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Binary black holes and their echoes in the Universe – Pablo Laguna

Date: Thu. March 29th, 2007, 4:15 pm-5:15 pm
Location: Rockefeller 301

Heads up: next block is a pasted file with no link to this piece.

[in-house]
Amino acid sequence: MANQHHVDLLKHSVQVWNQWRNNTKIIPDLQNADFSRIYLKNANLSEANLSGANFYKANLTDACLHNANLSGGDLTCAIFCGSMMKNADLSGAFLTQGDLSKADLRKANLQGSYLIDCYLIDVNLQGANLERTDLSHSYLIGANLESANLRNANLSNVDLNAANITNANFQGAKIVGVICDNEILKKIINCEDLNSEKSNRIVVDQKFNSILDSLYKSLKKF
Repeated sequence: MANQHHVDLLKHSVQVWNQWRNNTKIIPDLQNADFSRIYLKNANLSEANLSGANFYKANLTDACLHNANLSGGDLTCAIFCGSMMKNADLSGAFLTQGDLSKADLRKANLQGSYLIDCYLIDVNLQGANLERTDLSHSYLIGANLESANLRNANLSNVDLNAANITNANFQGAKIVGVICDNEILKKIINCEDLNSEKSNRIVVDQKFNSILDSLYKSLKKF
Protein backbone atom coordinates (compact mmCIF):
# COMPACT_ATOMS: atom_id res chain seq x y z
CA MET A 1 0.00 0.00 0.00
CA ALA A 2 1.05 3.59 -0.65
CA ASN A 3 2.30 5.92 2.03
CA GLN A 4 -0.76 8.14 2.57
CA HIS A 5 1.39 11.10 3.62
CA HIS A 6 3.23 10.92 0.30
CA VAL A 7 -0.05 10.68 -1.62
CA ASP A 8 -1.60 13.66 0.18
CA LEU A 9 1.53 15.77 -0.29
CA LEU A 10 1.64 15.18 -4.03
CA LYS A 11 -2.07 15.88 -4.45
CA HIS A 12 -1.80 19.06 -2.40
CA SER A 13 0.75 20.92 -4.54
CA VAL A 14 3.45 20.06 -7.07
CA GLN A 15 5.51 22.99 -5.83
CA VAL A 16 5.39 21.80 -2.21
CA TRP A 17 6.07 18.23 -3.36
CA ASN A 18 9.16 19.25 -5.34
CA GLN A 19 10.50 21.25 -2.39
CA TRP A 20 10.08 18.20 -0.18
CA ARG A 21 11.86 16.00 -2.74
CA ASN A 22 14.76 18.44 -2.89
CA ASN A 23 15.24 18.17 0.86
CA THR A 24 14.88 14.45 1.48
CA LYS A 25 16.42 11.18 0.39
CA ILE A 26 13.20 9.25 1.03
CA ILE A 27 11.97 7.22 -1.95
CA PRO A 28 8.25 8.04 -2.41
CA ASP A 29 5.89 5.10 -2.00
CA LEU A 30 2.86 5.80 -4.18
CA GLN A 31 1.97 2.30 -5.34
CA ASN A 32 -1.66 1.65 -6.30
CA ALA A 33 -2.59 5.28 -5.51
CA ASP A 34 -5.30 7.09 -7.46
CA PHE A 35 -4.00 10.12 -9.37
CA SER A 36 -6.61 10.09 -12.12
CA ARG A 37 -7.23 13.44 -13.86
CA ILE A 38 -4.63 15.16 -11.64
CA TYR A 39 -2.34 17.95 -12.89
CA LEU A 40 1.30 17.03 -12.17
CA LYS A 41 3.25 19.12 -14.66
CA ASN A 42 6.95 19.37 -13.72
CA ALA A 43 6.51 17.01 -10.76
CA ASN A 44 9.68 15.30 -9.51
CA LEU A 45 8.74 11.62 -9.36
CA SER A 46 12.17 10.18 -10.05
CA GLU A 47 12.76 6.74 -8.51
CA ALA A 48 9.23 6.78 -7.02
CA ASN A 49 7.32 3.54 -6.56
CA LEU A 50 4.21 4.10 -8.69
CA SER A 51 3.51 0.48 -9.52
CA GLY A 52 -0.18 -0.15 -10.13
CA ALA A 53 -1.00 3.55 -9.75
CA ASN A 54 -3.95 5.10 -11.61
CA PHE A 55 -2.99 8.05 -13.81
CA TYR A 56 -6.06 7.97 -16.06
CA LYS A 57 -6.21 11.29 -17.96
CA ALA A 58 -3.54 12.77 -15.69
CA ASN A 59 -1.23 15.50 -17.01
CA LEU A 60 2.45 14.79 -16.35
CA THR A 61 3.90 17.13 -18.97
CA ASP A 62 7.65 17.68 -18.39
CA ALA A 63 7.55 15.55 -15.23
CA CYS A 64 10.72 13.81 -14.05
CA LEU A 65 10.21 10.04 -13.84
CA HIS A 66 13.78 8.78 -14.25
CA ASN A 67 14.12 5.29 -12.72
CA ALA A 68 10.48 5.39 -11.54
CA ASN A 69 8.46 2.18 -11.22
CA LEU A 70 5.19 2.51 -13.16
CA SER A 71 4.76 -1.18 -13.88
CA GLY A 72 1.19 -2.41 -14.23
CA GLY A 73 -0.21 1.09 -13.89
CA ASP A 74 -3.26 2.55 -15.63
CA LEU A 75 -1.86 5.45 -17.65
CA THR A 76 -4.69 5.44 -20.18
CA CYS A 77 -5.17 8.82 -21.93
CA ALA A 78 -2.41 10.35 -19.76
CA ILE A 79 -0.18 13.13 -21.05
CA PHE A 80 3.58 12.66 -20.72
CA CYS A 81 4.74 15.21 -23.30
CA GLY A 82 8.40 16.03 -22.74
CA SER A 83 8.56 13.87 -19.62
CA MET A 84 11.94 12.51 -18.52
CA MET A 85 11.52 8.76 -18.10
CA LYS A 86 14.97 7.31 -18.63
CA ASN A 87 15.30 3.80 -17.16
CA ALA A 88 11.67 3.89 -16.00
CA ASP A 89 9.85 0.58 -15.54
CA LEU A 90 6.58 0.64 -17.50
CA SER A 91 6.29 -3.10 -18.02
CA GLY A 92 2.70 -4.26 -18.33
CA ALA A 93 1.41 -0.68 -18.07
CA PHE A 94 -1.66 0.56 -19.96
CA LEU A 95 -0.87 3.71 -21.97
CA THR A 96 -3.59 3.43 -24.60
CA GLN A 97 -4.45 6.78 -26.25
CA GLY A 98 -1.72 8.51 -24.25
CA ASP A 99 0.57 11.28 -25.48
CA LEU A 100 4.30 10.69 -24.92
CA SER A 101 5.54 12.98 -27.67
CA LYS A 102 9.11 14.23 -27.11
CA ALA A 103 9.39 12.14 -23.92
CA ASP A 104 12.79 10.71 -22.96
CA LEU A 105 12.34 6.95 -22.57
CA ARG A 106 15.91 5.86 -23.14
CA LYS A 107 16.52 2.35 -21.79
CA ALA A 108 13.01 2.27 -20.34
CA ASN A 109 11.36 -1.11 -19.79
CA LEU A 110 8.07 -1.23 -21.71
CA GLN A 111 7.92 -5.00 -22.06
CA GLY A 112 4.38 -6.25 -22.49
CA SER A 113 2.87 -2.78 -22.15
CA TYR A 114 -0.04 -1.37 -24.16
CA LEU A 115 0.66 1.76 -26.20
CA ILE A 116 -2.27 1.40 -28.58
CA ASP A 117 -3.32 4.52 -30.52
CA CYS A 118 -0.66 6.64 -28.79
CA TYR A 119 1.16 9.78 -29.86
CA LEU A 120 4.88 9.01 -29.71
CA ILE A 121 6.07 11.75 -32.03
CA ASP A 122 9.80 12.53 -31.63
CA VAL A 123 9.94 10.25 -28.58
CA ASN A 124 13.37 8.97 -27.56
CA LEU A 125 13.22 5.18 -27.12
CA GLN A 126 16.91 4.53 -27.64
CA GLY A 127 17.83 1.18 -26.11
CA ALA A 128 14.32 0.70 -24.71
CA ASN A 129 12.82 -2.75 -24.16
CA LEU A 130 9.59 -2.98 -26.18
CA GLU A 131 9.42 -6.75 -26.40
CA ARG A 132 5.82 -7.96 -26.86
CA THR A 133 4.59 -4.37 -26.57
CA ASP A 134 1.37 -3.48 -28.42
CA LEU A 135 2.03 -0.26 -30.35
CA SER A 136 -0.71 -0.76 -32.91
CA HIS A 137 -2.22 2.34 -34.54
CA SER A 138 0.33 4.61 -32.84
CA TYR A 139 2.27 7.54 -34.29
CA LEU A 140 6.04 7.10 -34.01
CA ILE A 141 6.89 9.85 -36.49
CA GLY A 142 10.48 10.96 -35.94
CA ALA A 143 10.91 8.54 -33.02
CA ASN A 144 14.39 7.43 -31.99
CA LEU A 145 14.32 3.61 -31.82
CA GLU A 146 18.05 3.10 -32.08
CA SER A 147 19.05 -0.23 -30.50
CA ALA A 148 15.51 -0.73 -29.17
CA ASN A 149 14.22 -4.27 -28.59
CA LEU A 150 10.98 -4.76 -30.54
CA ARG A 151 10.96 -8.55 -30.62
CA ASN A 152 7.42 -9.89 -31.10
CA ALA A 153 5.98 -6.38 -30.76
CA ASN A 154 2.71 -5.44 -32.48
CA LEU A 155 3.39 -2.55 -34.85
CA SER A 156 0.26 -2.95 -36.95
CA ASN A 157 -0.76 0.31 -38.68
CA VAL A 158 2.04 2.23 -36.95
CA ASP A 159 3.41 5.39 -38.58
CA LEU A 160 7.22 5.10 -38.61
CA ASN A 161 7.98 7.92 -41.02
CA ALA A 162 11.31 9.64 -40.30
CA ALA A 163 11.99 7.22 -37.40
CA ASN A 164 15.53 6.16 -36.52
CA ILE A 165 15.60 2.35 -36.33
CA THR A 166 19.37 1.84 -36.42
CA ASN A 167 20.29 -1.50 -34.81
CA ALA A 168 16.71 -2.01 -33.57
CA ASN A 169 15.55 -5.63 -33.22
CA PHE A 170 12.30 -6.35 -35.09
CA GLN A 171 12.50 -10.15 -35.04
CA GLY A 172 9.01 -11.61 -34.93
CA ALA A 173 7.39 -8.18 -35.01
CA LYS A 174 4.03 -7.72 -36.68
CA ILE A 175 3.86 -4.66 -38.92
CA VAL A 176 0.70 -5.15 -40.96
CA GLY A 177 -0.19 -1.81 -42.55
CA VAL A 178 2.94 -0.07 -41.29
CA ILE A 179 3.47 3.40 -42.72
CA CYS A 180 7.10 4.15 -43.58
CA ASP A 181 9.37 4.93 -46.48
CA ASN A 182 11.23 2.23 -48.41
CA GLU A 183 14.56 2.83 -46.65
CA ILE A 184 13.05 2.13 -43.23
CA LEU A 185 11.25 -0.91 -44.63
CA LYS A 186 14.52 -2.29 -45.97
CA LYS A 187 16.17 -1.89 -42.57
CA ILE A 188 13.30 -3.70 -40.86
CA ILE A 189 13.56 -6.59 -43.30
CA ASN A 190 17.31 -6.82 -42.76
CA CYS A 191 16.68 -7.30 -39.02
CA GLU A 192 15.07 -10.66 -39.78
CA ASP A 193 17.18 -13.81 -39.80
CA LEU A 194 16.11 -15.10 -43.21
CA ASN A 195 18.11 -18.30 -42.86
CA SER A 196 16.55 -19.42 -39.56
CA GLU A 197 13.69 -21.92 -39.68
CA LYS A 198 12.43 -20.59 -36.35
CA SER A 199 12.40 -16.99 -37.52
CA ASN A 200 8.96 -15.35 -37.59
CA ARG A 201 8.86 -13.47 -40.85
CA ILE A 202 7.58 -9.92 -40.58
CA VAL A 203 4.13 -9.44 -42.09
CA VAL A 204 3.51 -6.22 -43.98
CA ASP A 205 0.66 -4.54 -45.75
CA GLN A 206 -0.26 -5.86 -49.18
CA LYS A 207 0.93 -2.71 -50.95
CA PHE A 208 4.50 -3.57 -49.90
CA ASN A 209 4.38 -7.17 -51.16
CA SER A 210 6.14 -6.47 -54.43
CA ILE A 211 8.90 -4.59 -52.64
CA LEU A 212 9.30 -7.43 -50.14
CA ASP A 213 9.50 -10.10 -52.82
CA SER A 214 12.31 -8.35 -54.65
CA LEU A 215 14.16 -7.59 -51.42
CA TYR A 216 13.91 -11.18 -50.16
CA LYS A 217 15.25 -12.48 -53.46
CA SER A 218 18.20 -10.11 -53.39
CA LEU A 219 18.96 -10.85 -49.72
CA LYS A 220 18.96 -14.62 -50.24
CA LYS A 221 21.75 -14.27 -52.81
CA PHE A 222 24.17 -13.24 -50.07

A new window in astronomy will open once gravitational-wave interferometers detect “first light.” These detectors will give us a revolutionary view of the Universe, complementary to the electromagnetic perspective. The detection and characterization of gravitational waves is a formidable undertaking, requiring innovative engineering, powerful data analysis tools as well as careful theoretical and numerical modeling. Binary black holes are expected to be one of the primary sources of gravitational radiation. I will review the latest developments to numerically model binary black holes. I will also address the role that these simulations have of assisting us in exploring where and how gravitational wave observations can enhance our understanding of astronomical phenomena and gravity.

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